Diesel will “almost disappear” from the global car market within 10 years as it faces a “perfect storm” of competition from cheaper electric cars and tougher stances by regulators, a report by UBS has forecast.
The falling costs of electric and hybrid vehicles will strip the fuel of its once-competitive price advantage, while tighter emissions regulation and soured public sentiment towards the fuel in the wake of the Volkswagen scandal will see its global share of car sales fall from 13.5 per cent to just 4 per cent by 2025, the bank predicts.
In Europe, diesel’s traditional heartland, sales will fall from 50 per cent to just 10 per cent, it forecasts.
Sales in Europe have been falling slowly since 2012, but have accelerated in the past 12 months in the wake of the VW diesel scandal.
The decline forecast by UBS is sharper than many in the industry predict, and comes as major manufacturers grapple with the question of whether diesel cars will be viable in the future.
All carmakers are pursuing some form of electrification in order to meet tightening CO2 targets.
Diesel, which emits around a fifth less CO2 than petrol equivalents, is no longer the easy option it once was due to tightening rules over Nitrogen Oxide emissions, which are emitted by diesel engines.
As a result, almost all manufacturers plan to launch fully electric cars within five years.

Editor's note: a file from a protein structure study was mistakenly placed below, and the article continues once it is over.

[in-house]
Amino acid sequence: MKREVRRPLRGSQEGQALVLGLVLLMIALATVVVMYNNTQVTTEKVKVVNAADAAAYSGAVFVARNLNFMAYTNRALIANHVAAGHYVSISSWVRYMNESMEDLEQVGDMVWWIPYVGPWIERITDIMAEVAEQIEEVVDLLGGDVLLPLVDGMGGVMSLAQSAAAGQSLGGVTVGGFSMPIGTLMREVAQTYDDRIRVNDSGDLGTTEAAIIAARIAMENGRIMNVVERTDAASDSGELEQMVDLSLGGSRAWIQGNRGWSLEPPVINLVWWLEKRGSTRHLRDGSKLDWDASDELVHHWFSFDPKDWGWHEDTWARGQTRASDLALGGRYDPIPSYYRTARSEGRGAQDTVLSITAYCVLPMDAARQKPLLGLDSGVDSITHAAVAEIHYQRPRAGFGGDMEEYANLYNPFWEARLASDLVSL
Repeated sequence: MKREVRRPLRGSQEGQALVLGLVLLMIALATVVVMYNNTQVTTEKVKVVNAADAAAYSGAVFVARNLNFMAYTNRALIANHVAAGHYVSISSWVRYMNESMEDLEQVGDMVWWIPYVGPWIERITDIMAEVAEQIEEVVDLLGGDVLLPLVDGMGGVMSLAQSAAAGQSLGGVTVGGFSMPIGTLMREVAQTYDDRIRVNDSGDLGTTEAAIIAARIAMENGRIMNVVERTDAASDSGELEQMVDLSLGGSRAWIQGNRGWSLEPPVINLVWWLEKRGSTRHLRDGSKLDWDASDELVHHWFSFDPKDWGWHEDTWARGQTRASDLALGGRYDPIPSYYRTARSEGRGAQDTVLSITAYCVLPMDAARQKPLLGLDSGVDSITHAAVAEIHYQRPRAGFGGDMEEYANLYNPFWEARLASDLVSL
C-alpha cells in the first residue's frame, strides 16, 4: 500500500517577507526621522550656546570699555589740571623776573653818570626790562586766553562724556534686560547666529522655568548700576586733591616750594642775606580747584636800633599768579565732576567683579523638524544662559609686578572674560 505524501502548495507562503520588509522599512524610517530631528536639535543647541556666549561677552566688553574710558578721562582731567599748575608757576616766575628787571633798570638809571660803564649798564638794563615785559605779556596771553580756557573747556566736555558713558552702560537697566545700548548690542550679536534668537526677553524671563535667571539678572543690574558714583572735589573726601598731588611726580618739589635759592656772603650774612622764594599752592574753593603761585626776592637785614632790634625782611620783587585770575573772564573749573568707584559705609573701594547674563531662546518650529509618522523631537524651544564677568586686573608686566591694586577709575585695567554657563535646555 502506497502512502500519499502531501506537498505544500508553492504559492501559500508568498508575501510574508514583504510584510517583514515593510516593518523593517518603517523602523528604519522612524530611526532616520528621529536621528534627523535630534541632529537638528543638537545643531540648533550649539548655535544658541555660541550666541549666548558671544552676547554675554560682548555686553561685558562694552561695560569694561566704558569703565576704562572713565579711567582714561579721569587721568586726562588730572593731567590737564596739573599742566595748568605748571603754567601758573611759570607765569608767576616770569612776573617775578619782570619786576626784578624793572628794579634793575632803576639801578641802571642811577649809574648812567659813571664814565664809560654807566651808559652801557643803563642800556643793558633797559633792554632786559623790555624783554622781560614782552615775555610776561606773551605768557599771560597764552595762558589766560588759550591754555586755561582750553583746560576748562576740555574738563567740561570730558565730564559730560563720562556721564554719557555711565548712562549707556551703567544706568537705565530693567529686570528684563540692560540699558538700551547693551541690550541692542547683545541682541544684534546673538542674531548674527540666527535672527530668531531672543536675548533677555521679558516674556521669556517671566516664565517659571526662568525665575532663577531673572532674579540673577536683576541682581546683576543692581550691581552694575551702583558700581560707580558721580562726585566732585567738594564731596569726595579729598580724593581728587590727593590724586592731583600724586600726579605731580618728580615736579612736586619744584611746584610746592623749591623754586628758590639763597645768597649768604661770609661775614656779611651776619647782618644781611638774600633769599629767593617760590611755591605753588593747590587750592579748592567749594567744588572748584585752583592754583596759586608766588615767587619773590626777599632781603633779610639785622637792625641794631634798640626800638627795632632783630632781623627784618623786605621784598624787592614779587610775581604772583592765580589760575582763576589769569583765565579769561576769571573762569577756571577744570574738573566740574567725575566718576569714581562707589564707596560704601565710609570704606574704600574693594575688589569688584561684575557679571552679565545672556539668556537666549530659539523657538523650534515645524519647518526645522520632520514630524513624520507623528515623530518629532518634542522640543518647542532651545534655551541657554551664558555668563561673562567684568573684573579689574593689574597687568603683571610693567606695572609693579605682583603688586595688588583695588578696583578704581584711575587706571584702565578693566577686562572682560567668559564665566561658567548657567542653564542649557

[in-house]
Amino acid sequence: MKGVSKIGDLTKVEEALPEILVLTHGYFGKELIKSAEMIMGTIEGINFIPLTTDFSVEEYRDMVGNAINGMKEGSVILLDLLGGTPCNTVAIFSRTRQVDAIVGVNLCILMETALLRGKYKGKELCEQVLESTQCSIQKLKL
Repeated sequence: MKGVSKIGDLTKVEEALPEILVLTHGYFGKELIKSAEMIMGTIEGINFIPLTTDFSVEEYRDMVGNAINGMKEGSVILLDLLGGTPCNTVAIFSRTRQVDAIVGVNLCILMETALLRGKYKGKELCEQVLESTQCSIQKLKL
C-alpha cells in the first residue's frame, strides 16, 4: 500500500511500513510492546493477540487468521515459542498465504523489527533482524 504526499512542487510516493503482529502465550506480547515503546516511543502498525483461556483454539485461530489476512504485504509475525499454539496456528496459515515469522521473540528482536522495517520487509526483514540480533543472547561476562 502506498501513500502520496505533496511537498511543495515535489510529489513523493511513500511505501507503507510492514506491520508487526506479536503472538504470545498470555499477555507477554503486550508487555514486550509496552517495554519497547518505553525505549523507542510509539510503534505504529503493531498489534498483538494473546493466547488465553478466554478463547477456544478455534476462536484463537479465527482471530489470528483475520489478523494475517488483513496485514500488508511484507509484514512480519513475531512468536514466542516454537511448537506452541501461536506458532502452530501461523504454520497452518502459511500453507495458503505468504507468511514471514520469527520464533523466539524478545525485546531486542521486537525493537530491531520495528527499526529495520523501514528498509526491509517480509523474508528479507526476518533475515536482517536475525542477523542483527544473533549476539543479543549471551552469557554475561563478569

Diesel cars are likely to be replaced by 48V mild-hybrid technology, which combines a small petrol engine with a large battery and offers similar fuel economy and performance to diesel while eliminating NOx emissions, the report predicts.
UBS expects sales of 48V cars to overtake diesel sales globally in 2021, and to account for a quarter of all cars sold by 2025.
In Europe, where diesel sales peaked in 2012, the fuel is taxed around €15 less per litre than petrol, adding to its popularity.
But states including France and Belgium have pledged to close this gap, while cities such as London, Madrid, Paris and Athens all have plans to ban the vehicles from their central areas.
“In the aftermath of the Volkswagen diesel issue, politicians and regulators have become highly sensitive and increasingly populist about diesel emissions,” said the report.
“Even if some plans appear overly ambitious, the direction of travel is obvious and likely irreversible.”
It added that diesel would remain dominant in trucks and large SUVs.